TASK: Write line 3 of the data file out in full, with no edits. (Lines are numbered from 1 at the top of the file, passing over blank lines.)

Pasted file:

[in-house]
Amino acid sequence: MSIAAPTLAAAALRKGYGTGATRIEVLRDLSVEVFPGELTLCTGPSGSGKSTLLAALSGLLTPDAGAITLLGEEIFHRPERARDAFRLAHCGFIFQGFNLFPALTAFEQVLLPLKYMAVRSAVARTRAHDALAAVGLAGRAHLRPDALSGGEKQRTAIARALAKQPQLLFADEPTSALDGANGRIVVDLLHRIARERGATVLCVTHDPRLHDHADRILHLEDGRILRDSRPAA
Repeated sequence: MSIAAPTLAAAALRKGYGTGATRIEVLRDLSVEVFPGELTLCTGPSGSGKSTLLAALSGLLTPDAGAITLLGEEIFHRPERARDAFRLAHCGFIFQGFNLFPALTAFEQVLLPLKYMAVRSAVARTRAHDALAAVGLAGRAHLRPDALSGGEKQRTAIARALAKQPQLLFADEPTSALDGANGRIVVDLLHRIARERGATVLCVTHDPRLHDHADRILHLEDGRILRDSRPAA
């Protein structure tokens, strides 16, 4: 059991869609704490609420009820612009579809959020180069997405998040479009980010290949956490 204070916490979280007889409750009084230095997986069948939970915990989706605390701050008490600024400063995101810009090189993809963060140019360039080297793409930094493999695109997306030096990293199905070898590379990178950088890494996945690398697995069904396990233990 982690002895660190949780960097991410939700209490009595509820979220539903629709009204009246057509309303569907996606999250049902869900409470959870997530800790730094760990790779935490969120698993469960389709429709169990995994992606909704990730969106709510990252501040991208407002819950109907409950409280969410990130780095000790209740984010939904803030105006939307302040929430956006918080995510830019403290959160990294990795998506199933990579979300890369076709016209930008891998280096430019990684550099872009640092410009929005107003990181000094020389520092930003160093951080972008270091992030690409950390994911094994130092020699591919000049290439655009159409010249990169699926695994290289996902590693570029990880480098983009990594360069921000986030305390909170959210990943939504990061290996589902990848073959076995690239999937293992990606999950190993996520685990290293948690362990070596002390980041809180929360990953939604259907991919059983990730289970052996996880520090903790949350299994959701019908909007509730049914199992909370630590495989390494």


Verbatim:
Repeated sequence: MSIAAPTLAAAALRKGYGTGATRIEVLRDLSVEVFPGELTLCTGPSGSGKSTLLAALSGLLTPDAGAITLLGEEIFHRPERARDAFRLAHCGFIFQGFNLFPALTAFEQVLLPLKYMAVRSAVARTRAHDALAAVGLAGRAHLRPDALSGGEKQRTAIARALAKQPQLLFADEPTSALDGANGRIVVDLLHRIARERGATVLCVTHDPRLHDHADRILHLEDGRILRDSRPAA